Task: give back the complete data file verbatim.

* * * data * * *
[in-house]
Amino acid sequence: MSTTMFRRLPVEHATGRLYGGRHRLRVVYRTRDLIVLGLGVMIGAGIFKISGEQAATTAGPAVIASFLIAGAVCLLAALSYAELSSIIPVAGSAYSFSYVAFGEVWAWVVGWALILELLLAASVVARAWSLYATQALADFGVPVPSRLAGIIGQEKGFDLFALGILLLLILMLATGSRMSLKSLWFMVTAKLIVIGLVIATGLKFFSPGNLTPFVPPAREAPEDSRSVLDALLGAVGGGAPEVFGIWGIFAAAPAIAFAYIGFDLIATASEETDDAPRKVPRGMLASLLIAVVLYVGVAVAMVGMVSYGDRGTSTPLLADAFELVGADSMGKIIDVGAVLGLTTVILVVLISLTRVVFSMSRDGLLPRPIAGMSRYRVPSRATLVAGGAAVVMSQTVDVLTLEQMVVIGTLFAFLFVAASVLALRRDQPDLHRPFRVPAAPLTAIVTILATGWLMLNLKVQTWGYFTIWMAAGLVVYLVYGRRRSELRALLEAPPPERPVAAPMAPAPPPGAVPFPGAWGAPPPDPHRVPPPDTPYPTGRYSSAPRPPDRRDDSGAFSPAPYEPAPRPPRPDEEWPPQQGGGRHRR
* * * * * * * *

[in-house]
Amino acid sequence: MSTTMFRRLPVEHATGRLYGGRHRLRVVYRTRDLIVLGLGVMIGAGIFKISGEQAATTAGPAVIASFLIAGAVCLLAALSYAELSSIIPVAGSAYSFSYVAFGEVWAWVVGWALILELLLAASVVARAWSLYATQALADFGVPVPSRLAGIIGQEKGFDLFALGILLLLILMLATGSRMSLKSLWFMVTAKLIVIGLVIATGLKFFSPGNLTPFVPPAREAPEDSRSVLDALLGAVGGGAPEVFGIWGIFAAAPAIAFAYIGFDLIATASEETDDAPRKVPRGMLASLLIAVVLYVGVAVAMVGMVSYGDRGTSTPLLADAFELVGADSMGKIIDVGAVLGLTTVILVVLISLTRVVFSMSRDGLLPRPIAGMSRYRVPSRATLVAGGAAVVMSQTVDVLTLEQMVVIGTLFAFLFVAASVLALRRDQPDLHRPFRVPAAPLTAIVTILATGWLMLNLKVQTWGYFTIWMAAGLVVYLVYGRRRSELRALLEAPPPERPVAAPMAPAPPPGAVPFPGAWGAPPPDPHRVPPPDTPYPTGRYSSAPRPPDRRDDSGAFSPAPYEPAPRPPRPDEEWPPQQGGGRHRR